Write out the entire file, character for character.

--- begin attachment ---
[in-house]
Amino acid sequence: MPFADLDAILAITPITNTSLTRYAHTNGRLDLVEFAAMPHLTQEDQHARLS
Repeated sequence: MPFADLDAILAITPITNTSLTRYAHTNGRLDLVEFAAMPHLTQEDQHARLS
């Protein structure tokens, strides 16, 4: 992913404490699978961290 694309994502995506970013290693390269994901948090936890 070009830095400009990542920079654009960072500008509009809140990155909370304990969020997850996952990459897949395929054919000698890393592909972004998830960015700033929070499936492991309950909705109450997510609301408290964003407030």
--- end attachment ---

[in-house]
Amino acid sequence: MPFADLDAILAITPITNTSLTRYAHTNGRLDLVEFAAMPHLTQEDQHARLS
Repeated sequence: MPFADLDAILAITPITNTSLTRYAHTNGRLDLVEFAAMPHLTQEDQHARLS
């Protein structure tokens, strides 16, 4: 992913404490699978961290 694309994502995506970013290693390269994901948090936890 070009830095400009990542920079654009960072500008509009809140990155909370304990969020997850996952990459897949395929054919000698890393592909972004998830960015700033929070499936492991309950909705109450997510609301408290964003407030």